Is there a word for fear of debt “Call it debt phobia,” says Lorne Bozinoff, president of Forum Research Inc., which found, in a poll commissioned for the Financial Post, that 55% of Canadians do not believe personal debt can be used to build wealth.
They're fine with some debt, 76% of respondents saying there is such a thing as good debt. I guess that can be categorized as money used for buying a house or an education. But what about starting a business, buying a car to get you to it, and borrowing to invest to take advantage of low interest rates, high dividend yields and preferential tax treatment
Half of Canadians in our survey said debt should not be used for investment purposes, even though the interest on such loans is tax-deductible and any capital gains achieved are taxed at a lower rate.“They are reading horror stories about people getting into too much debt and they hear all the horror stories in Europe. It's different because it is not personal but it feeds the idea that debt can be dangerous,” Mr. Bozinoff says.
Benjamin Tal, deputy chief economist with CIBC World Markets, says it's probably a “good thing” some people are so opposed to debt because they are not ready for it. On the other hand he thinks about a quarter of the population could easily take on more leverage.
The Forum Research Survey supports his contention. While the average debt load in Canada is $156,000, 38% of Canadians have no debt at all and that includes not having a mortgage, says the survey.
“Debt is a good thing as long as it is used responsibly. The issue is do you want to take advantage of this low interest rate environment to borrow to invest. If you lose this money on this investment are you going to lose your house If the answer is no, then it's not such a big deal,” Mr. Tal says.
There is no question our society is built on debt.
“Can you imagine a society without debt, this is a society in stagnation,” he says. “Debt serves a purpose, it is the oil in the machine.”
Indeed debt makes up more than 150% of Canadian household income — calculated as taking all of your debt, including your long-term mortgage, and dividing by your total household income after taxes.
For wealthier Canadians, borrowing to invest is less of a tough sell. Among people with over $100,000 of income, 61% have borrowed to invest in real estate, stocks, bonds or RRSPs compared to 32% for those with income under $20,000, says the Forum survey.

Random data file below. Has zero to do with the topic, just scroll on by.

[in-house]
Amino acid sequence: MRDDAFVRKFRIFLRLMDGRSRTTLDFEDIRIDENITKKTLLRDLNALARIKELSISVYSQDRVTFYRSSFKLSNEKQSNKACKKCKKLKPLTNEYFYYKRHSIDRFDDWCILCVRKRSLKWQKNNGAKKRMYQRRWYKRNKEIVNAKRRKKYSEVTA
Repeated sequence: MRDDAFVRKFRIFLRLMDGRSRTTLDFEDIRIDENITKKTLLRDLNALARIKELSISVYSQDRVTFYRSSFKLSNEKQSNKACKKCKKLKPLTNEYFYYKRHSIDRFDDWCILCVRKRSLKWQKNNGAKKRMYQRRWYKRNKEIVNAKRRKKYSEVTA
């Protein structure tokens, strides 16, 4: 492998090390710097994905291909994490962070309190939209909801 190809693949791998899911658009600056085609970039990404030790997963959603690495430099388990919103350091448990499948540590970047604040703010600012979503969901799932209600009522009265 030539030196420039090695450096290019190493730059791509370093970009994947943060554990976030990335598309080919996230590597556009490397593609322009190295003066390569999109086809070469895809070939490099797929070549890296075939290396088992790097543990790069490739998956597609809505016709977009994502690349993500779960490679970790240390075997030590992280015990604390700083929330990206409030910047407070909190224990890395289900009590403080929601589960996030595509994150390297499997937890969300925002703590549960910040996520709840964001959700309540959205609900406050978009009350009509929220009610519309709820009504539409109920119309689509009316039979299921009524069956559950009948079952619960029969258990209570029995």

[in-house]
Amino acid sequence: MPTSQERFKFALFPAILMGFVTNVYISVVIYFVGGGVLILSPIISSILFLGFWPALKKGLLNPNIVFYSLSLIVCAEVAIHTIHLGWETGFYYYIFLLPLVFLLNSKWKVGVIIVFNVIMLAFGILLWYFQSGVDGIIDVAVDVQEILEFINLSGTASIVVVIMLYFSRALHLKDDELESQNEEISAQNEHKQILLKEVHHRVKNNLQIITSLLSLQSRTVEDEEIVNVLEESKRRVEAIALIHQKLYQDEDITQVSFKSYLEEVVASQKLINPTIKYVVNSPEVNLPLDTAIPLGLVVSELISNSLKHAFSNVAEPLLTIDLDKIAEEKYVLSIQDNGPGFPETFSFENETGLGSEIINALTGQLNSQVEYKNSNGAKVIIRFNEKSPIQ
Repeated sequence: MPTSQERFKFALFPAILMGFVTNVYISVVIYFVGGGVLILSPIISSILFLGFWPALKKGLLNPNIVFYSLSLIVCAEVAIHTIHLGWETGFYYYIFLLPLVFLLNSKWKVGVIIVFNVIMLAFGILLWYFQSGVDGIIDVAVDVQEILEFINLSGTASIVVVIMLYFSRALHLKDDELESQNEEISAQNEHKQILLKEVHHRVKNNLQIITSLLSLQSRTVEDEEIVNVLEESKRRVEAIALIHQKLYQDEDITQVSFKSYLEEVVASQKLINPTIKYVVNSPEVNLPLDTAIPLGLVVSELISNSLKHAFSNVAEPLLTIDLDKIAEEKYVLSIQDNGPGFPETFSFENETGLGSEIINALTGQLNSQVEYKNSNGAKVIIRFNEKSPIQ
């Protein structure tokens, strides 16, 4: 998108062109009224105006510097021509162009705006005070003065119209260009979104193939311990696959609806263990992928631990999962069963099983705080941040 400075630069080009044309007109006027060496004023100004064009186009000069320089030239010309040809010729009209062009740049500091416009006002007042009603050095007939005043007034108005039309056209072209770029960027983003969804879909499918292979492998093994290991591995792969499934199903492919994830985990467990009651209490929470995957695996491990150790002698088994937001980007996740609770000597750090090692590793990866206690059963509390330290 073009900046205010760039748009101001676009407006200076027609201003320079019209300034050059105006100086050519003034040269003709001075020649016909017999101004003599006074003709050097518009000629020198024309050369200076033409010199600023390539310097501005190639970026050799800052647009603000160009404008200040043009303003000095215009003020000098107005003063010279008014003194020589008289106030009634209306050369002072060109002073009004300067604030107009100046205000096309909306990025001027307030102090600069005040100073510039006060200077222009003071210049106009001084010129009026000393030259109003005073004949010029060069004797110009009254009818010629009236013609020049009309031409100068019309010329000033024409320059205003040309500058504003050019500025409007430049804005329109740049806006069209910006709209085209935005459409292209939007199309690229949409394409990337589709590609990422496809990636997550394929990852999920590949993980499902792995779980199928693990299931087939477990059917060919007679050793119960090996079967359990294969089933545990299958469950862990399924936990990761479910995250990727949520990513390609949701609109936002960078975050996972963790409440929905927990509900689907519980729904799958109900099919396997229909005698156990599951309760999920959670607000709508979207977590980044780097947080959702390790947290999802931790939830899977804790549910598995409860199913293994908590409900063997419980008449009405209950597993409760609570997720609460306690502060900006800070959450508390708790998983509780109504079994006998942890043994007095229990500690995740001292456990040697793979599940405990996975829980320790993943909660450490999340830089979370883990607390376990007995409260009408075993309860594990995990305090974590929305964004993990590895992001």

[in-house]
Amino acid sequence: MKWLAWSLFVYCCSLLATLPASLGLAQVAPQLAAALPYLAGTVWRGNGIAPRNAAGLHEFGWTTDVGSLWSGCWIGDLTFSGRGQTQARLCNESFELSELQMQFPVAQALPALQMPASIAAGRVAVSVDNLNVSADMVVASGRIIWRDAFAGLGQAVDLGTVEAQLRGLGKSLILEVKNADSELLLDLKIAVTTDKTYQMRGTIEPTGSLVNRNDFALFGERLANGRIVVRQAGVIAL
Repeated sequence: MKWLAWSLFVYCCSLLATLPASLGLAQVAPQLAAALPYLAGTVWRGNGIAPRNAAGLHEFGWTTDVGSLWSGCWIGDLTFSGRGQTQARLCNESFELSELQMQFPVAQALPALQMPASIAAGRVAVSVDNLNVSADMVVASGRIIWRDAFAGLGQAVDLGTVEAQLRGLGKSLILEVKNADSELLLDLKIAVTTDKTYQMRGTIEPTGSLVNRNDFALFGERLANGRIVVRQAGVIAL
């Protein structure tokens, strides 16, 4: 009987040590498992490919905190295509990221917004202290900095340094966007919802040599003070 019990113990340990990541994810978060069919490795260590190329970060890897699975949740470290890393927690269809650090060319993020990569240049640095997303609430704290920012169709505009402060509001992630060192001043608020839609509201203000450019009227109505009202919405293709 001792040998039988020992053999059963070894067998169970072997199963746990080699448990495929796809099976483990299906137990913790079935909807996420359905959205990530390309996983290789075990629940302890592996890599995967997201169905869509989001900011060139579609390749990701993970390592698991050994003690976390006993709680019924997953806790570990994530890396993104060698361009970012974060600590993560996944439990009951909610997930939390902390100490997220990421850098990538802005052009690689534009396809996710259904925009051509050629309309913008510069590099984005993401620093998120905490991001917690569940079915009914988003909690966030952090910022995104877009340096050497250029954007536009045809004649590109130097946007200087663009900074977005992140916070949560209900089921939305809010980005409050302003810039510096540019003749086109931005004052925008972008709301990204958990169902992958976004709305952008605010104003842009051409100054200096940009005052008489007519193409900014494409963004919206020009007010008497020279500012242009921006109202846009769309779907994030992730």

Thursday's survey comes just as a new report from credit agency TransUnion shows personal debt climbed in the second quarter, albeit slowly. Credit card spending was down, lines of credit and installment loans too, but auto financings jumped.
A car loan is a great example of debt many of us take on, perhaps something that can be characterized as both good and bad debt.
“Maybe there is room for a third category,” said author and financial educator Talbot Stevens. “How do you categorize borrowing for a vehicle that gets you to a job that makes you more money, the challenge I get to is what about the second and third vehicle”
Exactly, a vehicle sitting in the driveway six days a week — I had one of those for two years — doesn't make a lot of sense. I'd call it questionable debt, if you are buying a car for leisure.
“Is the borrowing going to increase your income If not, it's probably not good debt,” says Mr. Stevens, who thinks leveraged investing can make sense for some Canadians.
He says many Canadians are discouraged from leveraged investing because they think returns must exceed the interest rate on investment. The tax advantages one gains from investing in equities means you need only returns of about two-thirds of your borrowing costs.
“If the average cost of borrowing over 10 years is 6%, you would need only 4% before-tax equity returns (or higher) to benefit from leveraging. Does anyone think equities will average 4% returns over the coming decade, after the one we just had” he asks.
Mr. Talbot agrees most investors should be cautious when using leverage.
“More often it hurts investors due to the reality they have this built-in hardwiring that cause them to behave in silly ways — they don't buy low and sell high,” he says. “[Debt] can be an effective thing, same as a vehicle. We all know if we have a vehicle we can get from A to B faster but you have to drive responsibly. That's why most people are better off not leveraging.”
At the end of the day, he's probably right. Those people who can't handle more debt should stay away from it. But it shouldn't stop the rest of us.